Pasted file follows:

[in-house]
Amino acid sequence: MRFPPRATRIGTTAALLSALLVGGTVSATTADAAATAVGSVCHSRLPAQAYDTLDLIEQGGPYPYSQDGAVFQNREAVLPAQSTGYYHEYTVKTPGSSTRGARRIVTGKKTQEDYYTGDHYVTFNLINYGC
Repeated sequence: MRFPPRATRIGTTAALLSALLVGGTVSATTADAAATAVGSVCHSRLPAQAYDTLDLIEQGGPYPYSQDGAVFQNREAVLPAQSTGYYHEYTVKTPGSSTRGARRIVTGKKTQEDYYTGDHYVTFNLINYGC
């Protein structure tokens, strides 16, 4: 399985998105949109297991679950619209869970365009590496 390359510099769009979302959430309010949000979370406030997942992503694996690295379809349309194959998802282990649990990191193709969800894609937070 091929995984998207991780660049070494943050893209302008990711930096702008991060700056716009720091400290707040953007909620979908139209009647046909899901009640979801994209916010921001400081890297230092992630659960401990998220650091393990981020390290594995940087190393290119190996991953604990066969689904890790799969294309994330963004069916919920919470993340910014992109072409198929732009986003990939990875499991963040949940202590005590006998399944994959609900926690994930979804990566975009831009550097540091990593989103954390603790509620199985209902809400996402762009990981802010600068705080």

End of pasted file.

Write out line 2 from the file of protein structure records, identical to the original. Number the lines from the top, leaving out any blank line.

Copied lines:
Amino acid sequence: MRFPPRATRIGTTAALLSALLVGGTVSATTADAAATAVGSVCHSRLPAQAYDTLDLIEQGGPYPYSQDGAVFQNREAVLPAQSTGYYHEYTVKTPGSSTRGARRIVTGKKTQEDYYTGDHYVTFNLINYGC